I hope one of the things my children remember about their childhood is that there was a playfulness to their surroundings.  I want our home to be an honest reflection of the love and laughter that fills it.   And with each season change and new holiday, we get to shake things up and create anew!  Since Halloween is one of our favorites, I thought I'd post a few pics of what is lying around our house this month (pardon the pun). Happy Halloween!

To save time, I got layout ideas from Halloween chalkboards on Pinterest and customized them with my own writing and words to fit our family. This framed board hangs next to our kitchen table and I change the quote monthly. I use chalk markers for the lettering because it gives me a lot more control.

This glass cloche was just begging for a skull.  Looks like a specimen jar. 


My kids are not happy about this one.  I thought it was so funny I just had to do it.  I probably won't repeat it next year because the feedback has been ENTIRELY negative.

Since the gravestone of one of our property's previous owners (1800's) was found in a nearby field, I actually thought twice about adding Roman to our backyard.  A little too close to the truth, if you know what I mean.  But again, I had do it.  My children have come to expect this from me.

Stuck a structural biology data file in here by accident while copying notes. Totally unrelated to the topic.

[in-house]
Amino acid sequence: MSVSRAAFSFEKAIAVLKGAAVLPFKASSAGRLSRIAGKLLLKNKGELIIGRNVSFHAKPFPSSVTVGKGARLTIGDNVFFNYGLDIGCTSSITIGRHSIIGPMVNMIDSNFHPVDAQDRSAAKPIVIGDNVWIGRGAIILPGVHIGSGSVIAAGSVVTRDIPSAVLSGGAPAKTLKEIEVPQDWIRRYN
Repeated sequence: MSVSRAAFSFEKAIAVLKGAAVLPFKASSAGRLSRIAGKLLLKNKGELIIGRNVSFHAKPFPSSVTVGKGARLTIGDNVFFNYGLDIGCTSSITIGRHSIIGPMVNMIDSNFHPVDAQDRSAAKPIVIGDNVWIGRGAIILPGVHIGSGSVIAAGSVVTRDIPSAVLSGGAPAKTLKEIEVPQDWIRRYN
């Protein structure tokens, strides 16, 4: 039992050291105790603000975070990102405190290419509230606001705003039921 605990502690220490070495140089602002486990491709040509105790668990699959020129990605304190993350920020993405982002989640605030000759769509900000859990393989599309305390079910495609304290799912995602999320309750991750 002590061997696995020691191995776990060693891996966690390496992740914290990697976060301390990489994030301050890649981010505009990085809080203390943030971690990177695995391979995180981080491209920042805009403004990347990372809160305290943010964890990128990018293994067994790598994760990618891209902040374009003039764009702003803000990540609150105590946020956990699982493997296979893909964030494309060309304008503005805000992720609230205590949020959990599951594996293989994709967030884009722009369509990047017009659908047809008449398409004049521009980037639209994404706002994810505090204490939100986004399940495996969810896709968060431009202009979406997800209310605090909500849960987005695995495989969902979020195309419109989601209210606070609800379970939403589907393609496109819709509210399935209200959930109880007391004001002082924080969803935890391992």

This chalkboard is in our entryway.  I tweaked a layout I saw on Pinterest to fit my chalkboard and added some props to make it a little creepier.


I just couldn't end this post without a few shots of our property.  It is such a gift to live in this part of the country in the Fall!







Happy Haunting!

September 1, 2013

Sermon in the School Supplies


WARNING:  Long Post Ahead

I wonder how many teaching moments I have missed on ordinary days because of walking with my eyes closed.  Because the second I open them, bam, I get schooled. I can't even imagine how different my life would be if I put as much effort into "attentiveness" as I do "producing."  Here is one tiny example in the middle of the secular practice of school supply shopping.  I just happened to have my eyes open because of a book I am in the middle of that is moving me to new places in prayer.

I did not start this day in prayer unfortunately.  I had prepared myself for the stress of school shopping with nothing other than a time limit -- one of the most non-helpful things you can bring to an event like this.  Everything got to me -- the disorganized lists (INEFFICIENCY), the items I knew they would never use (WASTE), the complaints about inadequate binders (ENTITLEMENT), the cries for more (GREED), the fighting between them as we shopped (INGRATITUDE).  I even bought my children slushies to set a playful tone (DESPERATION) but found myself complaining about the slurping five minutes in.  Clearly the problem was me.  I should have prayed first.  I needed God to face this task with joy.